St Nicholas' Church, West Looe

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St Nicholas’ Church, West Looe
Church in Looe.jpg
St Nicholas’ Church, West Looe
St Nicholas’ Church, West Looe is located in Cornwall
St Nicholas’ Church, West Looe
St Nicholas’ Church, West Looe
Location within Cornwall
50°21′10″N 04°27′20.4″W / 50.35278°N 4.455667°W / 50.35278; -4.455667Coordinates: 50°21′10″N 04°27′20.4″W / 50.35278°N 4.455667°W / 50.35278; -4.455667
LocationLooe, Cornwall
CountryEngland
DenominationChurch of England
ChurchmanshipBroad Church
History
DedicationSt Nicholas
Architecture
Heritage designationGrade II* listed[1]
Administration
ParishSt Martin with East and West Looe
DeaneryWest Wivelshire[2]
ArchdeaconryBodmin
DioceseTruro
ProvinceCanterbury

St Nicholas’ Church, West Looe is a Church of England parish church in Looe, Cornwall.[3]

History[edit]

The church, dedicated to St Nicholas, Bishop of Myra was built either in the 13th or 14th century by the D’Aubigny family, who then held the Manors of Looe. It was endowed on 11 July 1336 by parishioners of Talland, and by Sir John Dawnay. The endowment was confirmed by Bishop John Grandisson of Exeter.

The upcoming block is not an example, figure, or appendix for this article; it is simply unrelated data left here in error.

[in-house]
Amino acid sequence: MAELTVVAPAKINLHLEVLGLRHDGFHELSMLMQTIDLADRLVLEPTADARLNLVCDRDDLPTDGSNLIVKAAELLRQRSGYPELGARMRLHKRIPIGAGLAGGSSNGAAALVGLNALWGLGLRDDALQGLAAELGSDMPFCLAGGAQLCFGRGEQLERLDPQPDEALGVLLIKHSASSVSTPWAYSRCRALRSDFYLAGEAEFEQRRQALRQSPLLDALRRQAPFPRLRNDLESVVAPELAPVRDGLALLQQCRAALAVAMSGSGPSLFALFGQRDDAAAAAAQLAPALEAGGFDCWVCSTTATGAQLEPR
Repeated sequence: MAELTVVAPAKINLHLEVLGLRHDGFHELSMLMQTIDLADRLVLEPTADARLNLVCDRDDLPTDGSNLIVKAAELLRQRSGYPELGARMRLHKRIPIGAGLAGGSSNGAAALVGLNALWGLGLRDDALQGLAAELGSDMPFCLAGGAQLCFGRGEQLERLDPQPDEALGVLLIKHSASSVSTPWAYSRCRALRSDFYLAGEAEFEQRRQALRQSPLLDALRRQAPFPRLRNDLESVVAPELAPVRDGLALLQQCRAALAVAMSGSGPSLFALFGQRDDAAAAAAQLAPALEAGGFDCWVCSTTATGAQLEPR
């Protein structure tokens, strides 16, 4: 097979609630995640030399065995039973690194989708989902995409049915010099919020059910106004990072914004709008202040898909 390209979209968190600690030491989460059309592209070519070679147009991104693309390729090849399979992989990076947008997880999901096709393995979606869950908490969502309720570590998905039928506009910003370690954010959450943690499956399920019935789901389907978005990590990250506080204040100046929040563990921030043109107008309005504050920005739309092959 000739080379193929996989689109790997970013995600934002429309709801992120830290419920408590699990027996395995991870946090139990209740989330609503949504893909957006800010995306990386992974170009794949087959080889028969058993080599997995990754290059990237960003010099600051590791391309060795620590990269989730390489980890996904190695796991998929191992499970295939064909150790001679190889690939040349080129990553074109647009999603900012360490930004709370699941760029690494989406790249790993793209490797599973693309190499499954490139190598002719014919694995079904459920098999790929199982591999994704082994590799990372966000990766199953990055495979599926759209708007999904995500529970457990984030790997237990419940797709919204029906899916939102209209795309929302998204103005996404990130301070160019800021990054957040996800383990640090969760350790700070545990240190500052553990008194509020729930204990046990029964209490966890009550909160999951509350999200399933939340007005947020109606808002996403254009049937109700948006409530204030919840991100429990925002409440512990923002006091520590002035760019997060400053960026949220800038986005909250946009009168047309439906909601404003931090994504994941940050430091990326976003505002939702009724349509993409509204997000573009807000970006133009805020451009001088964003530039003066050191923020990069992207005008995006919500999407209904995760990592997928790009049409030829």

During the time of the Commonwealth of England, the Chapel became the Guildhall for West Looe, but was restored for public worship on the accession of King Charles II. This was short-lived, and later it reverted to be the Guildhall and prison until 1852. It was restored for public worship through the efforts of the vicar, Mr. Seymour and John Francis Buller of Morval, with work done by local country tradesmen under the supervision of Captain C. Cocks, when an aisle was added and it re-opened for public worship on All Saints’ Day, 1852.[4] The chancel was lengthened, using timber from the St Josef, a ship captured by Admiral Nelson at the Battle of Cape St Vincent (1797).

Parish status[edit]

The church is in a joint parish with

References[edit]

  1. ^ Historic England, "Church of St Nicholas (1201132)", National Heritage List for England, retrieved 26 November 2017
  2. ^ "West Looe, St Nicholas, Looe". A Church Near You. The Church of England. Retrieved 26 November 2017.
  3. ^ Pevsner, Nikolaus; Radcliffe, Enid (1970). The Buildings of England. Cornwall. Yale University Press. p. 106. ISBN 0140710019.
  4. ^ "Looe". Royal Cornwall Gazette. England. 19 November 1852. Retrieved 26 November 2017 – via British Newspaper Archive.